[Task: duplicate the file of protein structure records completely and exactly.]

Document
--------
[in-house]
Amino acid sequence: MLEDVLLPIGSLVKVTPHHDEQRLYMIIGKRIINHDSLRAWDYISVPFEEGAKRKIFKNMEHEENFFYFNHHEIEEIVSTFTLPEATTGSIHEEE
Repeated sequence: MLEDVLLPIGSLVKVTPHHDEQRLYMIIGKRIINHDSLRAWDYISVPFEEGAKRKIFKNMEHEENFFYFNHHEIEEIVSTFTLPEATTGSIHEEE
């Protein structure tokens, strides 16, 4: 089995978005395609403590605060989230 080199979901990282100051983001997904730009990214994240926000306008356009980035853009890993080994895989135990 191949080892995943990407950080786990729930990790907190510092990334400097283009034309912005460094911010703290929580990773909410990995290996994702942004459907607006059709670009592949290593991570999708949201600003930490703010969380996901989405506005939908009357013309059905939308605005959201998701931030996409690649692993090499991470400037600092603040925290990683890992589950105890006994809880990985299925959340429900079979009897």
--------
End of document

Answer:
[in-house]
Amino acid sequence: MLEDVLLPIGSLVKVTPHHDEQRLYMIIGKRIINHDSLRAWDYISVPFEEGAKRKIFKNMEHEENFFYFNHHEIEEIVSTFTLPEATTGSIHEEE
Repeated sequence: MLEDVLLPIGSLVKVTPHHDEQRLYMIIGKRIINHDSLRAWDYISVPFEEGAKRKIFKNMEHEENFFYFNHHEIEEIVSTFTLPEATTGSIHEEE
């Protein structure tokens, strides 16, 4: 089995978005395609403590605060989230 080199979901990282100051983001997904730009990214994240926000306008356009980035853009890993080994895989135990 191949080892995943990407950080786990729930990790907190510092990334400097283009034309912005460094911010703290929580990773909410990995290996994702942004459907607006059709670009592949290593991570999708949201600003930490703010969380996901989405506005939908009357013309059905939308605005959201998701931030996409690649692993090499991470400037600092603040925290990683890992589950105890006994809880990985299925959340429900079979009897």